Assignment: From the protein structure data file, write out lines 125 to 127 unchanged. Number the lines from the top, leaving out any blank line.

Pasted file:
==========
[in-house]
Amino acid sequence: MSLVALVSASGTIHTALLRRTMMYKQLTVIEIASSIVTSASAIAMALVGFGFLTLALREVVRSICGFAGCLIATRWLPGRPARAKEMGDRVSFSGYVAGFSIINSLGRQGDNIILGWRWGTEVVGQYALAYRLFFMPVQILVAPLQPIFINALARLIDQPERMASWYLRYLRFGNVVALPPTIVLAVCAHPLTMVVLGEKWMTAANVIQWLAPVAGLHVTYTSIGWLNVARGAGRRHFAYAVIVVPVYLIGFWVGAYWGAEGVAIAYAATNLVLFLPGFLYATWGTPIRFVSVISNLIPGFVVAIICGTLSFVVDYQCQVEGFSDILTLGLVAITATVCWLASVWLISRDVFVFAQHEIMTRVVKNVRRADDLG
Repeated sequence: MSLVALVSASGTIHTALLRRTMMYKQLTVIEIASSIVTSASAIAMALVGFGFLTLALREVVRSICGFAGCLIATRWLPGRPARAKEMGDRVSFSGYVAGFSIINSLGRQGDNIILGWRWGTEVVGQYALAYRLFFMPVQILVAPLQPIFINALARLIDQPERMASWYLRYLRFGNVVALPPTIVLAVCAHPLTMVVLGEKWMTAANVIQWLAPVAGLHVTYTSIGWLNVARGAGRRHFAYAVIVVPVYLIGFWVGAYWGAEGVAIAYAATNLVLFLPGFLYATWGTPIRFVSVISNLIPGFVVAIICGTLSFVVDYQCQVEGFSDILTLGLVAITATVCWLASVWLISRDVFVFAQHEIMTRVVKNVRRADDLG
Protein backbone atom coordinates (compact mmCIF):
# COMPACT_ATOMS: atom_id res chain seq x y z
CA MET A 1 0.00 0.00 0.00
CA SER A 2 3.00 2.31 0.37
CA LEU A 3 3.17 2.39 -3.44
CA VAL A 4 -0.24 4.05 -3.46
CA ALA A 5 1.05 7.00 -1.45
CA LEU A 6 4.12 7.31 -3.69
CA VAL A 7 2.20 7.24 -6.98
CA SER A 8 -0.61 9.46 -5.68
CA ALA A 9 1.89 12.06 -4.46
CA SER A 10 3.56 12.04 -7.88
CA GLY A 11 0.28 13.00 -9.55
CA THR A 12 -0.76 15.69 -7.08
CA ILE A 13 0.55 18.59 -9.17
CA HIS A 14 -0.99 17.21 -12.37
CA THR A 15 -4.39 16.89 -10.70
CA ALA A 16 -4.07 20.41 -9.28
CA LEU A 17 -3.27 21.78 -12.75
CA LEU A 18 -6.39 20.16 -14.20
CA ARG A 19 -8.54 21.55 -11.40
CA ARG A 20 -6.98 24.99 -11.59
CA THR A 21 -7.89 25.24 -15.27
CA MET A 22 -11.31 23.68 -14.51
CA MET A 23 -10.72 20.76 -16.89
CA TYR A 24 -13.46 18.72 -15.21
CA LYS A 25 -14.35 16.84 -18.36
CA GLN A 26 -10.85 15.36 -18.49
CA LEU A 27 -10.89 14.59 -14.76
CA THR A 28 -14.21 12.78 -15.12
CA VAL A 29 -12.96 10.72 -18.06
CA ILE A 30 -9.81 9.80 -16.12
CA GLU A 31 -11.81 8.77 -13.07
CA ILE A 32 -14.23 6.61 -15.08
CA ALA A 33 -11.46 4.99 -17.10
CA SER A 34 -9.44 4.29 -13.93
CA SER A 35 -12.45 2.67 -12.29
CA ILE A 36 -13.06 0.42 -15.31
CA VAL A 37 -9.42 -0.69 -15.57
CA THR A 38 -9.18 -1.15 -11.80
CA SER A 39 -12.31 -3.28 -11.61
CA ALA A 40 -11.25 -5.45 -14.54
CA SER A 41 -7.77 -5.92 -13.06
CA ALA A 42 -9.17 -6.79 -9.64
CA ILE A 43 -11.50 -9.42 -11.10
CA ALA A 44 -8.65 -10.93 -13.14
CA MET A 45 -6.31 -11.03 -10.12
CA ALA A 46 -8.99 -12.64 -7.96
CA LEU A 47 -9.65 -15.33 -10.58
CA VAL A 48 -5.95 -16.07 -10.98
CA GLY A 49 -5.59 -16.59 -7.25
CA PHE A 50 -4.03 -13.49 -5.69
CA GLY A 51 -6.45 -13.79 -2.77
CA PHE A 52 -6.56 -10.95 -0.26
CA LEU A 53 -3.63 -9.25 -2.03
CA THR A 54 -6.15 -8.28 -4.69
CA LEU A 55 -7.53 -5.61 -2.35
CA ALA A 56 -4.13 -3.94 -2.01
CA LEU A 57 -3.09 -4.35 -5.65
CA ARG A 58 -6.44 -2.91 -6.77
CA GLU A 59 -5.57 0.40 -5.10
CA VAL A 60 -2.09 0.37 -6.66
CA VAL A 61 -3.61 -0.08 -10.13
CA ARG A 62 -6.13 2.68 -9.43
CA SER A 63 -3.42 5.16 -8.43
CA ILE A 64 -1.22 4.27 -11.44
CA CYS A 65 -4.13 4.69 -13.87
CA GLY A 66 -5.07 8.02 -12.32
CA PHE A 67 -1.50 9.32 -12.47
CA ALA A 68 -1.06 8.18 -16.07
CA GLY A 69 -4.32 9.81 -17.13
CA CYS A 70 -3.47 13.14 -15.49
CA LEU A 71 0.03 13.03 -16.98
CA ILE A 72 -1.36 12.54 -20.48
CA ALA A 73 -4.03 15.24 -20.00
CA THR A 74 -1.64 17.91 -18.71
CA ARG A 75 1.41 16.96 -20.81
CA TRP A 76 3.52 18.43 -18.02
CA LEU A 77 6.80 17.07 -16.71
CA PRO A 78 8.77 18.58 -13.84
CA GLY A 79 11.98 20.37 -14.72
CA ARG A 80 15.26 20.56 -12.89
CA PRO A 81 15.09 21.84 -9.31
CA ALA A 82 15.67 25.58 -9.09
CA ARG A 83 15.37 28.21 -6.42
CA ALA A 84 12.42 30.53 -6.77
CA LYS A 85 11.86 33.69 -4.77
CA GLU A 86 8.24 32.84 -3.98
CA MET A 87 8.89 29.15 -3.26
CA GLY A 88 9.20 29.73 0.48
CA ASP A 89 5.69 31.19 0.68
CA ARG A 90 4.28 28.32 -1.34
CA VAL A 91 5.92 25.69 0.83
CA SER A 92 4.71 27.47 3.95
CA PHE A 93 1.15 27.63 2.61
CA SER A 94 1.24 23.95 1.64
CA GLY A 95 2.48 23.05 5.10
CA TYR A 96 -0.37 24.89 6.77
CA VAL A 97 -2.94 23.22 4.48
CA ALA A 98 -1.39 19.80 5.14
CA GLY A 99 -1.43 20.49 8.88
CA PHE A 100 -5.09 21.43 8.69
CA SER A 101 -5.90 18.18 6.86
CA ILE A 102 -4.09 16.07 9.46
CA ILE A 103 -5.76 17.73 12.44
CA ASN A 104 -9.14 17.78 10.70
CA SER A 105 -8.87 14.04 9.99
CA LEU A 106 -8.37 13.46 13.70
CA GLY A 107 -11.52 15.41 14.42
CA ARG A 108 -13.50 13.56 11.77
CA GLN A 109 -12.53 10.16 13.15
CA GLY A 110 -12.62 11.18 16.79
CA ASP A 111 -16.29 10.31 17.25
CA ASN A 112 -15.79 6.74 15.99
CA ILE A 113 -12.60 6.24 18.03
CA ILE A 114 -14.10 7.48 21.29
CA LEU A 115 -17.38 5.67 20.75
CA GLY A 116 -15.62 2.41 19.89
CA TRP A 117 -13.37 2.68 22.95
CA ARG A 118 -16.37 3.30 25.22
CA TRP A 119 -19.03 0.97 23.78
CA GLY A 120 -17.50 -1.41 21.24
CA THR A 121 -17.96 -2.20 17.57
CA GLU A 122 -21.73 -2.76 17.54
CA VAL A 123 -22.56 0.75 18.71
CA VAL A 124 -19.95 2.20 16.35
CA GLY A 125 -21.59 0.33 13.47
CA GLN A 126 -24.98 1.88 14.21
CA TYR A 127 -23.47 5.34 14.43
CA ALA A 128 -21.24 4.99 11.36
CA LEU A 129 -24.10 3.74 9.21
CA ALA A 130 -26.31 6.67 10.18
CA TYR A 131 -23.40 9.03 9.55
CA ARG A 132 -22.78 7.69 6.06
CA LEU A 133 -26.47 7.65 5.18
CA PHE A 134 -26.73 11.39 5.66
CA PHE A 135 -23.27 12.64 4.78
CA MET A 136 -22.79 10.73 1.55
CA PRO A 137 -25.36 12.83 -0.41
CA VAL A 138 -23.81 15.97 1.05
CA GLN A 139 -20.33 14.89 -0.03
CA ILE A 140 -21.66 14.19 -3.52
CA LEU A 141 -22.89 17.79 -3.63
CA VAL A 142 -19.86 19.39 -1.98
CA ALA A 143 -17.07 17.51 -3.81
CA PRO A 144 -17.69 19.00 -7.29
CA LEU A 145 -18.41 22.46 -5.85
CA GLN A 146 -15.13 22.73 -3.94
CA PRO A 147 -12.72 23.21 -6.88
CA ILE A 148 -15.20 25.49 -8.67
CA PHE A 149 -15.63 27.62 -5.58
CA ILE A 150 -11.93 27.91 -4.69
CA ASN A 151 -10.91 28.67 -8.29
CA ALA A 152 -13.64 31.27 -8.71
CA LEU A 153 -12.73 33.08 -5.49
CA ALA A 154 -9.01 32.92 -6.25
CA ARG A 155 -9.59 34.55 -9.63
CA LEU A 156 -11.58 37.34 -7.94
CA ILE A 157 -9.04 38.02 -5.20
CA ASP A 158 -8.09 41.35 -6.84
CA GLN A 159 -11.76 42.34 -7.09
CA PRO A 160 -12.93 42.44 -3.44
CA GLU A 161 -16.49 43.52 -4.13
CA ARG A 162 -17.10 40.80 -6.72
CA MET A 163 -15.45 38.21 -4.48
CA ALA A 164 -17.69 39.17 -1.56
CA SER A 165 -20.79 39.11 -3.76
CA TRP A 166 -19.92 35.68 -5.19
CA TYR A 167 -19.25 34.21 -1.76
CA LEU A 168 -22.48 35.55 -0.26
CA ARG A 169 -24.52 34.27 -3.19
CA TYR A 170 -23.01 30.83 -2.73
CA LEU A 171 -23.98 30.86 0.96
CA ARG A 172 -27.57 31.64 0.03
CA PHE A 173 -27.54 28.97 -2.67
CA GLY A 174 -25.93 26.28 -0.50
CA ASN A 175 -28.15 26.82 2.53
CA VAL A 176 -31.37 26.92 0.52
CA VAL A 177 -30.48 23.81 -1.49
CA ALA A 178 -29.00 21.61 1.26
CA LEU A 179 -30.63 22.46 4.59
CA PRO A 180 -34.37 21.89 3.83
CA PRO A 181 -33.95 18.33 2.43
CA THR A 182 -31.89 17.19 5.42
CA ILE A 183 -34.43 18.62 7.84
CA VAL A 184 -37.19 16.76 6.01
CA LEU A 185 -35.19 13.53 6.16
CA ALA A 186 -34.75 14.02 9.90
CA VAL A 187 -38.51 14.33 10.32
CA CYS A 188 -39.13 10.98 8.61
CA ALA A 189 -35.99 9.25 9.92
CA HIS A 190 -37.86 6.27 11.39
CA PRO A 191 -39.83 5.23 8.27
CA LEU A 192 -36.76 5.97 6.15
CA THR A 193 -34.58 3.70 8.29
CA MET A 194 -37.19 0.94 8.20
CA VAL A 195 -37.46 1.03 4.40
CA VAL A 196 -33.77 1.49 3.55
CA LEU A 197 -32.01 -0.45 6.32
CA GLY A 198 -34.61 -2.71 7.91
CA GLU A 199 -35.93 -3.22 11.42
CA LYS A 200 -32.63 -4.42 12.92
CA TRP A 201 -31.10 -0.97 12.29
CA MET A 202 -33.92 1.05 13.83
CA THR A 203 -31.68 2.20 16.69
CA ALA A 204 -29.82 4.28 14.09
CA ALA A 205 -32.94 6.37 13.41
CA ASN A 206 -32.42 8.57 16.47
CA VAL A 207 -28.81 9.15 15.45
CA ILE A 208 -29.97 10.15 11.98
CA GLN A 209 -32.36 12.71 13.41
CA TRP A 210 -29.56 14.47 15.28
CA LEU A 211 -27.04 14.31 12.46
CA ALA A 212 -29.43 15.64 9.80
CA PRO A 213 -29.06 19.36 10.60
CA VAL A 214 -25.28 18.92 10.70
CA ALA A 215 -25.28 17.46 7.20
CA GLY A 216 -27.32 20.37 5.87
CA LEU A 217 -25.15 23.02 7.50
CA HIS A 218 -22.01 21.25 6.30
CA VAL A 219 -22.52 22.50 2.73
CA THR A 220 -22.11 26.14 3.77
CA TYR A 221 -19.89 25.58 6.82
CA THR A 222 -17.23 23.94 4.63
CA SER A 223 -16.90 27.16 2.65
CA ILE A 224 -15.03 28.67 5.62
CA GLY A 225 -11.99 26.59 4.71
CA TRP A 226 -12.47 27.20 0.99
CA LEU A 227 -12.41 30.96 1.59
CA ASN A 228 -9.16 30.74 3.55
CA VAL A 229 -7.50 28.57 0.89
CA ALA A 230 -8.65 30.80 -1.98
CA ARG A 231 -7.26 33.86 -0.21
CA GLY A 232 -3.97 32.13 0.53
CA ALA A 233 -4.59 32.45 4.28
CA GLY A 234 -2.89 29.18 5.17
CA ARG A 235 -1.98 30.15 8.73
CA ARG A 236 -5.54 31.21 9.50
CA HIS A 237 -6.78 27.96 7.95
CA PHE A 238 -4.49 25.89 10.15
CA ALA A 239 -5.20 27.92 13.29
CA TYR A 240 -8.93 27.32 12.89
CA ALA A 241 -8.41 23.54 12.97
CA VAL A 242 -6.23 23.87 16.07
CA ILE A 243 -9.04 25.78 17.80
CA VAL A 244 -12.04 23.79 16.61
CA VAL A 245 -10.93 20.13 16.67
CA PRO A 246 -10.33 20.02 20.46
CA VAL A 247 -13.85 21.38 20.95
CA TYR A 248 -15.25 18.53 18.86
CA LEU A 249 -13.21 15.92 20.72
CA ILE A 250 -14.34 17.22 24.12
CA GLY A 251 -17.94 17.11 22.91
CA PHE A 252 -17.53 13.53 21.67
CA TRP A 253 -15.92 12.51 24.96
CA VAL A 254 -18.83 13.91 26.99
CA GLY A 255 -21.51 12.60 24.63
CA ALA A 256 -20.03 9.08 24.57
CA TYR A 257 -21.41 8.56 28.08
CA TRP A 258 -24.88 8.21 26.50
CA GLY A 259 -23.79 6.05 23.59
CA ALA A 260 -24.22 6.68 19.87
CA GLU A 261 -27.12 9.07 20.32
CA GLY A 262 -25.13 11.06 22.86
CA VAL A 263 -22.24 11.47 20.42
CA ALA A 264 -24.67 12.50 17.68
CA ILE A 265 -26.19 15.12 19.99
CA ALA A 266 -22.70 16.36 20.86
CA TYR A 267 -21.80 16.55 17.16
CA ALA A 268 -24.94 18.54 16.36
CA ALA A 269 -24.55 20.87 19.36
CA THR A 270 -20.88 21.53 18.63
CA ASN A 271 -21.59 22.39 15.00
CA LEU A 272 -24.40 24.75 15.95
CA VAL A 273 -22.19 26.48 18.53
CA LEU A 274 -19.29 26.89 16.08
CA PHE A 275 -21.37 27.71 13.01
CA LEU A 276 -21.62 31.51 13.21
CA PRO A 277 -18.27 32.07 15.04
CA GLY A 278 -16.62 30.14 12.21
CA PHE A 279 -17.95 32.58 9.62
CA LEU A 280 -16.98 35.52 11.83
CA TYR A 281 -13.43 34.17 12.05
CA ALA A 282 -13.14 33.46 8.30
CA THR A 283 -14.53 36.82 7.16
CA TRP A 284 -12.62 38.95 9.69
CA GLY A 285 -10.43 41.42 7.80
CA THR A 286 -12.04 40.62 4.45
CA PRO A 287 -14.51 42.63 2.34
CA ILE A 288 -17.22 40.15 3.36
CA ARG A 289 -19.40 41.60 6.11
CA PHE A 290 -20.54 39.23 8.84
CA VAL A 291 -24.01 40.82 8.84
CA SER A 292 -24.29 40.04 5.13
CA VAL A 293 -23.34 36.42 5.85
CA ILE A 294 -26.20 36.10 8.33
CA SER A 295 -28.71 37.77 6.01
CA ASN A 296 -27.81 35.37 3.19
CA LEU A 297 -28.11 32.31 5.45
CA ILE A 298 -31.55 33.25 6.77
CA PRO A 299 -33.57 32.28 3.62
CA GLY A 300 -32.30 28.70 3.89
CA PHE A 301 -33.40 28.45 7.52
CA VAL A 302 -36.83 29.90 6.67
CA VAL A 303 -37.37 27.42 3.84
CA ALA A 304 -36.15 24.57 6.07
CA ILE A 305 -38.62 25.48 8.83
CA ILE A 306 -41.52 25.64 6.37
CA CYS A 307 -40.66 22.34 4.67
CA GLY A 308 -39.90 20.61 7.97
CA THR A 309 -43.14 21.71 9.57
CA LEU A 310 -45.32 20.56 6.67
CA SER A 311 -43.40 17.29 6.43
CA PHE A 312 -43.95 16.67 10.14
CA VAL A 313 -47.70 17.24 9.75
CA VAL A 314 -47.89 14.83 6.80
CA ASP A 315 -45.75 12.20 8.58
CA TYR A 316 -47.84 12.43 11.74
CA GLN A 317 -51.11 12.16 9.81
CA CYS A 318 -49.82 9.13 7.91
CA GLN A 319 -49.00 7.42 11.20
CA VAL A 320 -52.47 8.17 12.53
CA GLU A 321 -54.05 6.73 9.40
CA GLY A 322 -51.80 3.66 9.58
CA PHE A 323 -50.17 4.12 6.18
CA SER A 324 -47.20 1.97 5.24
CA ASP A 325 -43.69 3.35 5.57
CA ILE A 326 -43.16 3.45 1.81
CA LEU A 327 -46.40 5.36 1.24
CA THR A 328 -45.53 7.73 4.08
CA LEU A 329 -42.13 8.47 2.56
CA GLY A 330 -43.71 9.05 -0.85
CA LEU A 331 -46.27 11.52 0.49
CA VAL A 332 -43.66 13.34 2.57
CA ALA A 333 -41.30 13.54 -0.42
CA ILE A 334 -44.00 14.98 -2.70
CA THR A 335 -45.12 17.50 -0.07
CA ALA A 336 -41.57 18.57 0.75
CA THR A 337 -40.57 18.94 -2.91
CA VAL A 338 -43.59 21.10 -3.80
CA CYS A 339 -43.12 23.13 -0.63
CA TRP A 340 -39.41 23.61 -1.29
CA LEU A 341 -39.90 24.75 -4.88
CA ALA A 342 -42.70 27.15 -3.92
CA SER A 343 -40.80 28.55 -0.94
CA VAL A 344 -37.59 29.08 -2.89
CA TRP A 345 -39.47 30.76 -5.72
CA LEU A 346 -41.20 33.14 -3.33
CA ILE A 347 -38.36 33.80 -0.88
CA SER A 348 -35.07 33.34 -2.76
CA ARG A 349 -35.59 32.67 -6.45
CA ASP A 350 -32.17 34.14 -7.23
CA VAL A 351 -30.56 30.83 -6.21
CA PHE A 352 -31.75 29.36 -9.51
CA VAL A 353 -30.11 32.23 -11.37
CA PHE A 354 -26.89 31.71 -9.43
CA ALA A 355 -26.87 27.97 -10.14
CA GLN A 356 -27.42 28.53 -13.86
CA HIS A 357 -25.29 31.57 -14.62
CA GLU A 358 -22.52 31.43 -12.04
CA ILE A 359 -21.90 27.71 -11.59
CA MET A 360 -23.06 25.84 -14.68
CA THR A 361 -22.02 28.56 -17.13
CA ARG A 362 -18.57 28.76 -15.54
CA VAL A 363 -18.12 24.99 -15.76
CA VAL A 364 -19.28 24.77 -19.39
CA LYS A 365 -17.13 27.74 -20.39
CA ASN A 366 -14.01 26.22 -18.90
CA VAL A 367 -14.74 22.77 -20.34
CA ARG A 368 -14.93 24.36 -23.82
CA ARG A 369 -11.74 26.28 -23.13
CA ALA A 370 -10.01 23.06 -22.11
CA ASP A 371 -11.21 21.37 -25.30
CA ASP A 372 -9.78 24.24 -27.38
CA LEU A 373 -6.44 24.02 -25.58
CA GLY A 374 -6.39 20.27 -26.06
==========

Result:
CA GLY A 120 -17.50 -1.41 21.24
CA THR A 121 -17.96 -2.20 17.57
CA GLU A 122 -21.73 -2.76 17.54